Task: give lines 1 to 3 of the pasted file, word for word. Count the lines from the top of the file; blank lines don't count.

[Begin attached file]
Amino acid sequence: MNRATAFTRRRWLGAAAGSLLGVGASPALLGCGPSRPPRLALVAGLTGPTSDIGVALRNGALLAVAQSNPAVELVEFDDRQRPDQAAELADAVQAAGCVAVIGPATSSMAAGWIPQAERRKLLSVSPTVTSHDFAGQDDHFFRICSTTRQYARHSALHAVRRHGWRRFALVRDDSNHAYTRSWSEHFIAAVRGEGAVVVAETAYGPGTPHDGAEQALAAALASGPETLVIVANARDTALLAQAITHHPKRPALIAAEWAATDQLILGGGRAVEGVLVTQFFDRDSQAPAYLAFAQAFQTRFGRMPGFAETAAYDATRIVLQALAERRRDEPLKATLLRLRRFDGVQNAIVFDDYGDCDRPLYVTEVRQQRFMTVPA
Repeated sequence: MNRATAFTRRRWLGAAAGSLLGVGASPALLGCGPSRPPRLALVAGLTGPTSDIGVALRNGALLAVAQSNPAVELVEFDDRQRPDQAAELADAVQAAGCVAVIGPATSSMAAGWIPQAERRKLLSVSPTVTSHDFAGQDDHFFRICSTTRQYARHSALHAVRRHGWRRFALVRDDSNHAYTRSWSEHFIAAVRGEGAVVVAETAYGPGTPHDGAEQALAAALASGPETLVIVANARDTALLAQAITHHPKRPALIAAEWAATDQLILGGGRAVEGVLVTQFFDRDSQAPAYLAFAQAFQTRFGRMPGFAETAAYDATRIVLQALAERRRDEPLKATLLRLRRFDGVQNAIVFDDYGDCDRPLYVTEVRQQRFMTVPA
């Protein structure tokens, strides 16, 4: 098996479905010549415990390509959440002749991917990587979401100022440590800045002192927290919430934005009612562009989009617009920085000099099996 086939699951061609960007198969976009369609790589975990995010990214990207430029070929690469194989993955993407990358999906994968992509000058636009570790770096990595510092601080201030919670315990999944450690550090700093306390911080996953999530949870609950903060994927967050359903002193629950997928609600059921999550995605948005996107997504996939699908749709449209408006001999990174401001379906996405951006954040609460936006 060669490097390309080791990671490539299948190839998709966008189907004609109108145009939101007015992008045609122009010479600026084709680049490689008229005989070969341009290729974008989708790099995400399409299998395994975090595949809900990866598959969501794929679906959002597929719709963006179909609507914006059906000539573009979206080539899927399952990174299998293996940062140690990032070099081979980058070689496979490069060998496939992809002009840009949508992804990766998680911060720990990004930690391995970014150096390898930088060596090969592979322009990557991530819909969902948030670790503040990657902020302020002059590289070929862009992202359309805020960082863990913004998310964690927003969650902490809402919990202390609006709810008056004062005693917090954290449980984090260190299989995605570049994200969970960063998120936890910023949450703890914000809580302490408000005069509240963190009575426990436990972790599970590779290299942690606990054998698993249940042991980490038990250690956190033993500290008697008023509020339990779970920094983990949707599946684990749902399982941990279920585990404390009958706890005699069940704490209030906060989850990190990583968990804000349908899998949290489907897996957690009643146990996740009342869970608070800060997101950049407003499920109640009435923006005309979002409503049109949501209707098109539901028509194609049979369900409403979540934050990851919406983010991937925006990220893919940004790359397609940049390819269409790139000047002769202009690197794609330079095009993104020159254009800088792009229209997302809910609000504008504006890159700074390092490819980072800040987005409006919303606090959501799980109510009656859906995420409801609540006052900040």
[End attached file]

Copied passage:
Amino acid sequence: MNRATAFTRRRWLGAAAGSLLGVGASPALLGCGPSRPPRLALVAGLTGPTSDIGVALRNGALLAVAQSNPAVELVEFDDRQRPDQAAELADAVQAAGCVAVIGPATSSMAAGWIPQAERRKLLSVSPTVTSHDFAGQDDHFFRICSTTRQYARHSALHAVRRHGWRRFALVRDDSNHAYTRSWSEHFIAAVRGEGAVVVAETAYGPGTPHDGAEQALAAALASGPETLVIVANARDTALLAQAITHHPKRPALIAAEWAATDQLILGGGRAVEGVLVTQFFDRDSQAPAYLAFAQAFQTRFGRMPGFAETAAYDATRIVLQALAERRRDEPLKATLLRLRRFDGVQNAIVFDDYGDCDRPLYVTEVRQQRFMTVPA
Repeated sequence: MNRATAFTRRRWLGAAAGSLLGVGASPALLGCGPSRPPRLALVAGLTGPTSDIGVALRNGALLAVAQSNPAVELVEFDDRQRPDQAAELADAVQAAGCVAVIGPATSSMAAGWIPQAERRKLLSVSPTVTSHDFAGQDDHFFRICSTTRQYARHSALHAVRRHGWRRFALVRDDSNHAYTRSWSEHFIAAVRGEGAVVVAETAYGPGTPHDGAEQALAAALASGPETLVIVANARDTALLAQAITHHPKRPALIAAEWAATDQLILGGGRAVEGVLVTQFFDRDSQAPAYLAFAQAFQTRFGRMPGFAETAAYDATRIVLQALAERRRDEPLKATLLRLRRFDGVQNAIVFDDYGDCDRPLYVTEVRQQRFMTVPA
């Protein structure tokens, strides 16, 4: 098996479905010549415990390509959440002749991917990587979401100022440590800045002192927290919430934005009612562009989009617009920085000099099996 086939699951061609960007198969976009369609790589975990995010990214990207430029070929690469194989993955993407990358999906994968992509000058636009570790770096990595510092601080201030919670315990999944450690550090700093306390911080996953999530949870609950903060994927967050359903002193629950997928609600059921999550995605948005996107997504996939699908749709449209408006001999990174401001379906996405951006954040609460936006 060669490097390309080791990671490539299948190839998709966008189907004609109108145009939101007015992008045609122009010479600026084709680049490689008229005989070969341009290729974008989708790099995400399409299998395994975090595949809900990866598959969501794929679906959002597929719709963006179909609507914006059906000539573009979206080539899927399952990174299998293996940062140690990032070099081979980058070689496979490069060998496939992809002009840009949508992804990766998680911060720990990004930690391995970014150096390898930088060596090969592979322009990557991530819909969902948030670790503040990657902020302020002059590289070929862009992202359309805020960082863990913004998310964690927003969650902490809402919990202390609006709810008056004062005693917090954290449980984090260190299989995605570049994200969970960063998120936890910023949450703890914000809580302490408000005069509240963190009575426990436990972790599970590779290299942690606990054998698993249940042991980490038990250690956190033993500290008697008023509020339990779970920094983990949707599946684990749902399982941990279920585990404390009958706890005699069940704490209030906060989850990190990583968990804000349908899998949290489907897996957690009643146990996740009342869970608070800060997101950049407003499920109640009435923006005309979002409503049109949501209707098109539901028509194609049979369900409403979540934050990851919406983010991937925006990220893919940004790359397609940049390819269409790139000047002769202009690197794609330079095009993104020159254009800088792009229209997302809910609000504008504006890159700074390092490819980072800040987005409006919303606090959501799980109510009656859906995420409801609540006052900040």